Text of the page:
“As an immigrant from the Asia Pacific region, I find Trump’s newly expanded proposal even more offensive. But it is more than just offensive, it is dangerous. Trump’s racist thinking — ‘there’s no way of vetting’ legal immigrants — is exactly the thinking that caused one of the darkest periods in American history: the internment of over 100,000 Americans because they happened to be of Japanese descent. And for the record, Trump has stated he might have supported the internment.

“Trump’s expanded xenophobic proposal also weakens U.S. national security. America is strong because of our diversity, not in spite of it. Having served on active duty, I know that our military is the greatest in the world because we don’t care what color you are, who you love, or what religion you practice. We just care if you can do your duty to our nation with excellence.

“Trump’s proposal to ban Muslims dishonored America. By now doubling down and expanding that proposal to include Asian Pacific Americans, Trump again shows that he is unfit to hold the highest office in our land. Trump should have apologized to Muslim Americans long ago. Now he needs to also apologize to Asian Pacific Americans.”

Sen. Brian Schatz (D-Hawaii) added, “Donald Trump’s latest rant suggesting we ban immigration from countries like the Philippines that are helping us fight terrorism is another example of his reckless rhetoric that’s based on fear and division and further proves he is unfit to lead our country. For generations, Filipinos have made the United States their home. It is their vibrant culture, hard work, and strong values that have enriched our communities and made this country great, not the ignorant, racist bigotry of Donald Trump.”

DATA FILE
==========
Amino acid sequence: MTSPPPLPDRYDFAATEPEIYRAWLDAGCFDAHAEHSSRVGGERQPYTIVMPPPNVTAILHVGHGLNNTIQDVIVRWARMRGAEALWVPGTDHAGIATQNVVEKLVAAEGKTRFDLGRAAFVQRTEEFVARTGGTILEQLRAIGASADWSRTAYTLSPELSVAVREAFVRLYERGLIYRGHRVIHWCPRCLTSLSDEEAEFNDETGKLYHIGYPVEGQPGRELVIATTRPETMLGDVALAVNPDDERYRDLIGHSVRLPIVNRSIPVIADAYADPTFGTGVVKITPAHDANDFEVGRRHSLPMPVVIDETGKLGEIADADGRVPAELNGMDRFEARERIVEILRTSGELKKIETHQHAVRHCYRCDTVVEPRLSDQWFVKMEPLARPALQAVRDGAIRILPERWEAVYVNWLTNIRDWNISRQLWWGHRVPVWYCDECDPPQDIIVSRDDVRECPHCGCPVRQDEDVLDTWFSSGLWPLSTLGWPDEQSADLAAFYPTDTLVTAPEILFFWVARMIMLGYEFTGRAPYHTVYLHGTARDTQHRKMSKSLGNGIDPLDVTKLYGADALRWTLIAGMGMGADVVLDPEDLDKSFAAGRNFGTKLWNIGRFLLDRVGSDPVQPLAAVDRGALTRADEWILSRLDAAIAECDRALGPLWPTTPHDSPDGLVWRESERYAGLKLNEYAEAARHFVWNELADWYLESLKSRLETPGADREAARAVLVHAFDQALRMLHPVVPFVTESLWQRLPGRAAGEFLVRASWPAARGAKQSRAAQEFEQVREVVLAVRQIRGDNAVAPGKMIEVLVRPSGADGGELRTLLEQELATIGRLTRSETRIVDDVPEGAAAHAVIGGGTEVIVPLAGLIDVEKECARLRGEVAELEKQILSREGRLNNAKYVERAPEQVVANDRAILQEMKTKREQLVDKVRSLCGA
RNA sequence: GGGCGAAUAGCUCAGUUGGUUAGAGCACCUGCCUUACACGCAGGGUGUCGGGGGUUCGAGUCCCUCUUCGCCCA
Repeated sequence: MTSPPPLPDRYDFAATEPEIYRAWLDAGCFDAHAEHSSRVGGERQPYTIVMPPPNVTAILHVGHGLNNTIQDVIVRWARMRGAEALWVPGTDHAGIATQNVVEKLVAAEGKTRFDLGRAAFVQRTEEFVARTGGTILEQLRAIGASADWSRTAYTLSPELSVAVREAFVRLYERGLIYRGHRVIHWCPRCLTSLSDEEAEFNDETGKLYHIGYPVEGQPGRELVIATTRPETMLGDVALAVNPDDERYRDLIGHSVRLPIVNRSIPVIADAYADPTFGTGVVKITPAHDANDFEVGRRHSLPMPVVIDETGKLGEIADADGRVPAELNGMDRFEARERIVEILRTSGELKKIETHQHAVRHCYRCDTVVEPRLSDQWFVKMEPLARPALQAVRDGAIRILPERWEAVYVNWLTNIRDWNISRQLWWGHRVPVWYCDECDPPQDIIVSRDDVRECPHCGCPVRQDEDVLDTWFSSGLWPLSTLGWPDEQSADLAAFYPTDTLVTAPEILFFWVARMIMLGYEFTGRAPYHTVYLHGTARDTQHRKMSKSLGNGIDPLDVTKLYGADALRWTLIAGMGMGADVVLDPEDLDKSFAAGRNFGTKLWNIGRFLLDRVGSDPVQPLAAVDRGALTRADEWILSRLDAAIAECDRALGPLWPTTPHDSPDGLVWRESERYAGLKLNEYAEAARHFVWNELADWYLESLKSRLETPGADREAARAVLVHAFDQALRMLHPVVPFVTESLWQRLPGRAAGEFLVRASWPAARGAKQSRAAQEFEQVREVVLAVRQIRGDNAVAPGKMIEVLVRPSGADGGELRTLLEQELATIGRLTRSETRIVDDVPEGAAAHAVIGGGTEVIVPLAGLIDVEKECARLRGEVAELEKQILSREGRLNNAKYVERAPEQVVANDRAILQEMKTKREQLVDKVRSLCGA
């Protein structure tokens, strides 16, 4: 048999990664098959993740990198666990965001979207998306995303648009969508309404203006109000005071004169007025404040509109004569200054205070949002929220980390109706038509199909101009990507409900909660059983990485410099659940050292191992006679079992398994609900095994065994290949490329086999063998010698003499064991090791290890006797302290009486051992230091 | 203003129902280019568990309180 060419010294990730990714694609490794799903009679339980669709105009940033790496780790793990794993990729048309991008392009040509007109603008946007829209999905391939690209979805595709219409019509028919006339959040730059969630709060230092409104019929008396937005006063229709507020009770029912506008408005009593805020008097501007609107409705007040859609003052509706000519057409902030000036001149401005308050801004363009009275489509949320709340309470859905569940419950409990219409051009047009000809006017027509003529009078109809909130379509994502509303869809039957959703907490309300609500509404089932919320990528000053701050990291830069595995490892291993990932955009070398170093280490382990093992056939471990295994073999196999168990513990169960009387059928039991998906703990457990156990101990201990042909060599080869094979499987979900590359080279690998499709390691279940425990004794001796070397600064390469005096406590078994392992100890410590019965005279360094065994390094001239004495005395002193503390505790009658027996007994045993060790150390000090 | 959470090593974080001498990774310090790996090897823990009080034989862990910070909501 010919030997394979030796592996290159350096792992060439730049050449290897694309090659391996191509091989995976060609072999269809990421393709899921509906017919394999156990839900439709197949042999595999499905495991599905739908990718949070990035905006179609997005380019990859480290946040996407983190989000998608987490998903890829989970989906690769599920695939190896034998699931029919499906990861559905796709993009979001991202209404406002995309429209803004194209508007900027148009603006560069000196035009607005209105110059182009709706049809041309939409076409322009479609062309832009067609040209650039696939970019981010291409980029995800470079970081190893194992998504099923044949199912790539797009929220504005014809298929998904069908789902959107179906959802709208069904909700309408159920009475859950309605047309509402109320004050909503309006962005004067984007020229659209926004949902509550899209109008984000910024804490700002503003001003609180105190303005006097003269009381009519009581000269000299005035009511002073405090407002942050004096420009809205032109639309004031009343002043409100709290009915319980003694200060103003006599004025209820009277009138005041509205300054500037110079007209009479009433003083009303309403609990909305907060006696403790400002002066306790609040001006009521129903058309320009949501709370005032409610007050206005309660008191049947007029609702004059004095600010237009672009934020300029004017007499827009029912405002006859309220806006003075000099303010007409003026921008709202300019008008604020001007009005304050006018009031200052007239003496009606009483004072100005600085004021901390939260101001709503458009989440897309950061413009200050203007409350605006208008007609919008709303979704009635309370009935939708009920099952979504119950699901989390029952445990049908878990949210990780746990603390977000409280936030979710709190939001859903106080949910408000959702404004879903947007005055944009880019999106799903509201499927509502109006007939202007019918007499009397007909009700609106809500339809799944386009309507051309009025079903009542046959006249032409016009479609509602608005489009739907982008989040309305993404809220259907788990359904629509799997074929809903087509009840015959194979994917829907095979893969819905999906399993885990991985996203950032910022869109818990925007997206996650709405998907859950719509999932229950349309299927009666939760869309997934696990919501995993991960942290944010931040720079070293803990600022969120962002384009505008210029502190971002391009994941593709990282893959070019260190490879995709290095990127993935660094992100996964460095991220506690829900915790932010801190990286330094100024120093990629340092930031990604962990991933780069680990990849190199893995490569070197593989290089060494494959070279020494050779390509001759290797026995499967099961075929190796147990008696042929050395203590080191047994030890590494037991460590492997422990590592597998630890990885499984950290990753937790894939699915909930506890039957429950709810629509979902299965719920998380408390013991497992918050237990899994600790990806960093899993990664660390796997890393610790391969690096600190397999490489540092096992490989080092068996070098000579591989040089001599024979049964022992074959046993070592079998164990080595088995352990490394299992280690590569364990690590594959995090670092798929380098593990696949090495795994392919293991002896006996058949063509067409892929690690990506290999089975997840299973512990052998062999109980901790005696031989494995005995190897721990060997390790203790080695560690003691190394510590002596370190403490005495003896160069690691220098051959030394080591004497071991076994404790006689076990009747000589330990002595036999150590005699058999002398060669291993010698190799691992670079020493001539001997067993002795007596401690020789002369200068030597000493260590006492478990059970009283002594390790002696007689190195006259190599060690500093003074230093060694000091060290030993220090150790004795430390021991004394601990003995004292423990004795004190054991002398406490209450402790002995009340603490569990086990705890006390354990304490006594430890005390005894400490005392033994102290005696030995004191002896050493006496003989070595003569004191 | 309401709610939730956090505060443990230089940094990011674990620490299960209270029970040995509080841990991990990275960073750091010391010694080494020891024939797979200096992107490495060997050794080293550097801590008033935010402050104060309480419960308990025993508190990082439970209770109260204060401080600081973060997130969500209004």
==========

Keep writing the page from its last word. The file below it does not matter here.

Hillary for America’s National Asian American and Pacific Islander (AAPI) Outreach Director Jason Tengco also weighed in: “Donald Trump’s latest proposal to renew his call to ban Muslims from entering the U.S., as well as ban immigration from countries like the Philippines, shows once again that he is temperamentally unfit and unqualified to be president. As a proud Filipino American, I am deeply concerned that families like mine who immigrated from the Philippines would have been the target of Trump’s reckless and baseless policy proposals. They, and many other immigrants, have made valuable contributions to society, and make our nation stronger.

“Hillary Clinton has a plan to fight for comprehensive immigration reform and to reunite families, knowing that Filipinos have some of the longest visa wait times: up to 23 years in many cases. Hillary knows that America is a country of immigrants, and understands that we are a stronger country when we come together.”

Utah Attorney General Sean Reyes
Utah Attorney General Sean Reyes

Utah Attorney General Sean Reyes, who is of Filipino, Spanish, Native Hawaiian and Japanese descent, spoke as a surrogate for Trump at a presidential election forum held in Las Vegas on Aug. 12 by the Asian American Journalists Association and APIA Vote. During his speech, he addressed the controversy:

“I want to clarify, first of all, some comments that Mr. Trump made about the Philippines, and being Filipino, those issues are near and dear to my heart. What Mr. Trump was trying to communicate — and I have full authority to make this clarification — is that he welcomes law-abiding Filipinos who want to come and have a better life and better opportunities, whether they want to live here or go back to the Philippines. Send money back to their families there. He welcomes them.”

Reyes added that Trump was talking about terrorists who “do exist in the Philippines, and there’s no one here from the Philippines who can dispute that. They know that that exists.”